More difficult to reconcile are the opposing values of unpretentious vs. gadgeteered. Without a doubt, much steampunk style is intentionally pretentious and overdone, with a sense of humorous quirkiness in its unnecessary twists and flourishes. By contrast, wabi-sabi prefers the simple and understated, although it values the flawed, “ugly,” awkward appeal of the weathered and/or handcrafted object or environment. The person seeking a wabi-sabi steampunk aesthetic will have to choose steampunk objects with care, looking perhaps for those manufactured with simpler lines and from darker, more worn materials.
I don’t know how feasible it is to mesh these aesthetics, but I’ve been trying to do it in my own home for some time — which is something of a challenge in rented, relatively recently manufactured spaces (distressed-wood floors, natural stone walls, and vintage appliances are well out of my budget!). Does anybody else share my desire for a more minimal steampunk aesthetic, or am I just strange this way? I’ve started a Pinterest board for wabi sabi steampunk; I’d enjoy getting examples from other people to add to it!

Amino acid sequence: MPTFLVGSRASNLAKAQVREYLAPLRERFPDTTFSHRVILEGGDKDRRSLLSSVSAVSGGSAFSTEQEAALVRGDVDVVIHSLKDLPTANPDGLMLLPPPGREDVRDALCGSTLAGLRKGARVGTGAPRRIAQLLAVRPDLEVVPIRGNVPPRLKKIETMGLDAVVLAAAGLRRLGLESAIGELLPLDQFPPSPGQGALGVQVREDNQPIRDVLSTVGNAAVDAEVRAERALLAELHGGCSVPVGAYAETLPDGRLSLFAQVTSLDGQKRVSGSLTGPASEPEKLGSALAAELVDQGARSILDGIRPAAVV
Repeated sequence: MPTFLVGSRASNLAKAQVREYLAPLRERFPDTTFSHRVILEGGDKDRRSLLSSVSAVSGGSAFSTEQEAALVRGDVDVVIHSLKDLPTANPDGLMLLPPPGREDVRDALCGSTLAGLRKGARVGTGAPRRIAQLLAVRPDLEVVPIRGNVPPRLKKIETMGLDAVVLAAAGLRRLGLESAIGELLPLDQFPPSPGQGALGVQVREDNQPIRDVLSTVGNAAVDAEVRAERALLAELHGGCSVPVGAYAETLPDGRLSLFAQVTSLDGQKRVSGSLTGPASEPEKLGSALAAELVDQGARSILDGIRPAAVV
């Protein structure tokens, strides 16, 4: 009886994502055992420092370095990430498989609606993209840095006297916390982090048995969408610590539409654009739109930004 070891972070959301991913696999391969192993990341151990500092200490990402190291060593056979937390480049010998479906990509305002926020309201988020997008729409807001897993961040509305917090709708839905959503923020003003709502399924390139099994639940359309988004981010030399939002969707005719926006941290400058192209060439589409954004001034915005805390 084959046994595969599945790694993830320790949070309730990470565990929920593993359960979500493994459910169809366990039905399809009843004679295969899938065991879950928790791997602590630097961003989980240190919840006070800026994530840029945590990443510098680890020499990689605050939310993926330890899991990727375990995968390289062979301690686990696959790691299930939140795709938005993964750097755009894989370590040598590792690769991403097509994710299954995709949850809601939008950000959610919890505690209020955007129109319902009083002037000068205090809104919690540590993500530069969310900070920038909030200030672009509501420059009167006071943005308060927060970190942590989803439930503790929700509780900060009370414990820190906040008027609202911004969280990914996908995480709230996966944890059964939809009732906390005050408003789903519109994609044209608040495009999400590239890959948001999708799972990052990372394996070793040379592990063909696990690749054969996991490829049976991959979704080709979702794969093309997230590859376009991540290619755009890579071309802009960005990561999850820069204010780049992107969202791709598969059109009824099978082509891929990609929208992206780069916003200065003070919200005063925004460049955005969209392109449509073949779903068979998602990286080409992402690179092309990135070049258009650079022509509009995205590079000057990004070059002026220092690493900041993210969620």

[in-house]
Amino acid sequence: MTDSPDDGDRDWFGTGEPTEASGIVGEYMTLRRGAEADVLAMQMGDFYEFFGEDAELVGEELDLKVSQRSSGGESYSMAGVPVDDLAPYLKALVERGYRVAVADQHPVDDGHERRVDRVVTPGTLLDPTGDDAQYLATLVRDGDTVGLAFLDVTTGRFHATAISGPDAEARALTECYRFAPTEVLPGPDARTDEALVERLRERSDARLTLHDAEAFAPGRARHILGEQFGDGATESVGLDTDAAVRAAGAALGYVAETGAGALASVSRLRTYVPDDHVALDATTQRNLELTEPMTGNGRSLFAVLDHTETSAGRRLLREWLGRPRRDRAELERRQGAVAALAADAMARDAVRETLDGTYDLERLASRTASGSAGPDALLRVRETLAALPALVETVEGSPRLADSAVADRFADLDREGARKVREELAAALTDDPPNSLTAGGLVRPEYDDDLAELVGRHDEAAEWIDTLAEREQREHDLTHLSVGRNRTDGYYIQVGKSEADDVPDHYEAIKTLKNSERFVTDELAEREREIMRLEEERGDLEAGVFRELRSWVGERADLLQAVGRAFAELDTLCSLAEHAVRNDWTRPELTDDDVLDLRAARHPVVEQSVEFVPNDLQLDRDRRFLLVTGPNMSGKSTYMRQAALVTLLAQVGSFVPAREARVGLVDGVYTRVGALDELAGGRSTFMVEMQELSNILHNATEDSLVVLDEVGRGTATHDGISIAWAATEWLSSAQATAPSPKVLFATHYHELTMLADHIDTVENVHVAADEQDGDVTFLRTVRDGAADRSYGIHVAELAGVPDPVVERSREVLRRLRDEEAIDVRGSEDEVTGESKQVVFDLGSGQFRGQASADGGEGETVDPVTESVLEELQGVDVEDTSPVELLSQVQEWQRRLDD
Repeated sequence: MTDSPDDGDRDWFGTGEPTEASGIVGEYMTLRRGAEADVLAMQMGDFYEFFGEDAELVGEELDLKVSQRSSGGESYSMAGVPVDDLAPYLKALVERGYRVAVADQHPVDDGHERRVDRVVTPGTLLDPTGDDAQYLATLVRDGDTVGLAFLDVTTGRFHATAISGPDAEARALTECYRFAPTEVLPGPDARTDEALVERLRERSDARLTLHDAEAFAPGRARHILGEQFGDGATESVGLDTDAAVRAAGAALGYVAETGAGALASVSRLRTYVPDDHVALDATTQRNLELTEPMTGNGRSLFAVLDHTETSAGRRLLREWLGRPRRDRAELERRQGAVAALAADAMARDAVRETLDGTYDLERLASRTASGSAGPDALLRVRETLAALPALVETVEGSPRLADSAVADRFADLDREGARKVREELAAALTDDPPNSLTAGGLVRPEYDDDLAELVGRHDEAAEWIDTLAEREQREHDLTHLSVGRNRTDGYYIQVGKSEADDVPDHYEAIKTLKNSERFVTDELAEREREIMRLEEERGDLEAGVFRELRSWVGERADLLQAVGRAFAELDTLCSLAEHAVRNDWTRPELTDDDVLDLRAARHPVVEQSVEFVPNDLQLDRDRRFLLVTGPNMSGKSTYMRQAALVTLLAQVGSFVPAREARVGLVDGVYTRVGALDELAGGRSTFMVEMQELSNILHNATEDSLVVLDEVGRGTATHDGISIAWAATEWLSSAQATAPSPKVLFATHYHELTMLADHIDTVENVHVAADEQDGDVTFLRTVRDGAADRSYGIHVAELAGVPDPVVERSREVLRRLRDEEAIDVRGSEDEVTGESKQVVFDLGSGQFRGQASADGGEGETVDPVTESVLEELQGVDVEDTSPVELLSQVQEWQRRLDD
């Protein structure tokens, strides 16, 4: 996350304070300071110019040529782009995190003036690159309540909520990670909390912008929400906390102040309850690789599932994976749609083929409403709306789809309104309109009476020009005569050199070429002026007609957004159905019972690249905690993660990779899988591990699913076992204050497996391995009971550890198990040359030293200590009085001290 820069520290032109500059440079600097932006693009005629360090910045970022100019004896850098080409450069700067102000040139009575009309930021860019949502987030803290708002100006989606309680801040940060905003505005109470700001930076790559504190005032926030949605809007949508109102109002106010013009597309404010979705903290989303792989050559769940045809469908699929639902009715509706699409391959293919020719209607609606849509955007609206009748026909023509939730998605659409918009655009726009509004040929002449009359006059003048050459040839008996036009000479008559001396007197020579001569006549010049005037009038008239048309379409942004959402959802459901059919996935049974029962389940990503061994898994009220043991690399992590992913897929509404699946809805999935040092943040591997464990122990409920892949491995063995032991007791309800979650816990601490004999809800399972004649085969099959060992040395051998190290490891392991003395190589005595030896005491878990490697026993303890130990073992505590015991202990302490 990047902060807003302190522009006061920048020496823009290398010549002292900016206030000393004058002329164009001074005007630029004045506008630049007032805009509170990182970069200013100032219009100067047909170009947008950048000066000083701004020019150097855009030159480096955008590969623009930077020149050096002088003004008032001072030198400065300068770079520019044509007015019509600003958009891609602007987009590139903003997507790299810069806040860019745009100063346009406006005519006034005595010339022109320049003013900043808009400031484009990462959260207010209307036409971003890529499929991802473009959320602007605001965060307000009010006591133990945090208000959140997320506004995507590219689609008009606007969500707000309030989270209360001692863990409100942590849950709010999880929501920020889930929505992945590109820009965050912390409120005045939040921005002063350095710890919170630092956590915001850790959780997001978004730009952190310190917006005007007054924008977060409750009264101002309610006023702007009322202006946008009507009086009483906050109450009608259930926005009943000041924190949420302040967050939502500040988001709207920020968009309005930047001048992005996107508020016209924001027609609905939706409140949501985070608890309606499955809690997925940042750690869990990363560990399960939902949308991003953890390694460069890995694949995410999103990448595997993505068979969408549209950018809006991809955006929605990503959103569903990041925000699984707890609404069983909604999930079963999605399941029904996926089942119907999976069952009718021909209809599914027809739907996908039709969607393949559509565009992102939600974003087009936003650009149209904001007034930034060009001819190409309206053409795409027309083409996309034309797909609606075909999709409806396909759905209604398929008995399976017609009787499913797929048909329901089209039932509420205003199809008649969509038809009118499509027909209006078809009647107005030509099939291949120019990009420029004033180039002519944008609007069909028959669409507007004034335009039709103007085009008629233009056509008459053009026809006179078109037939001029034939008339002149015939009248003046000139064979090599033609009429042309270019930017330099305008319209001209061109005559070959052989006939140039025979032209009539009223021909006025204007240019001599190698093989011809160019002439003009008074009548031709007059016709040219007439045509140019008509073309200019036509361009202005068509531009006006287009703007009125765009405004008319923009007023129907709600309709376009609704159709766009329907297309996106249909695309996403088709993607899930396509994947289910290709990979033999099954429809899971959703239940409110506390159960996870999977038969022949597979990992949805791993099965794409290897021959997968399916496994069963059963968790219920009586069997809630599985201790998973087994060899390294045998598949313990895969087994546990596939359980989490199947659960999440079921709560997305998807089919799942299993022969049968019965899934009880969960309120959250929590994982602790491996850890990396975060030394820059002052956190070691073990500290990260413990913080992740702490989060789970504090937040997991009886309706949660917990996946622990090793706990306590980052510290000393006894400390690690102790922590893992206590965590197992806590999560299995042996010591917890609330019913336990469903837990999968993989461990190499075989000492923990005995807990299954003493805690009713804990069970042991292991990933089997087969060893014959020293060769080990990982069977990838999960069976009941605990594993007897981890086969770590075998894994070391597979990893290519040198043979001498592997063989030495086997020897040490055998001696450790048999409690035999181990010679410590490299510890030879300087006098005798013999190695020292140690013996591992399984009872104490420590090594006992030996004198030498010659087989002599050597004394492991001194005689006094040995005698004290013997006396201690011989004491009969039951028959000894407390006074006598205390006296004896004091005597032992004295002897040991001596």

My partner-in-costumed-crime Terry and I hosted a Steamdrunks Soiree at my house this weekend — the party name was shamelessly ripped off of the fantastic book Steamdrunks: 101 Steampunk Cocktails and Mixed Drinks. We mixed up a quartered version of its Loyal Legion Punch, which was quite a hit despite its no-holds-barred, prepare-to-boarded alcohol content! Of course many other drinks were offered, although nobody partook of the absinthe, alas. I will never get rid of those bottles… Smoked kraken and a variety of goodies from the Indies, Americas, and Asia were also brought in by airship. All time travelers were welcome!
Official Conjecture/ConChord 2012 photographer Kimberly Paul did such a fantastic job on the photos, I just have to show one of them off! This is me in my steampunk cowgirl costume; I was a cowboy the day before but didn’t get a photo taken (you can see an older version of my steampunk cowboy costume at the bottom here), and I dressed as a very proper gentleman mage the next day. I’m hoping the mage photos came out; they’re not on her Facebook album yet, but I’m checking back later!
Take a look at her work; there were a lot of wonderful costumes at the con, and she did a fantastic job capturing them for us.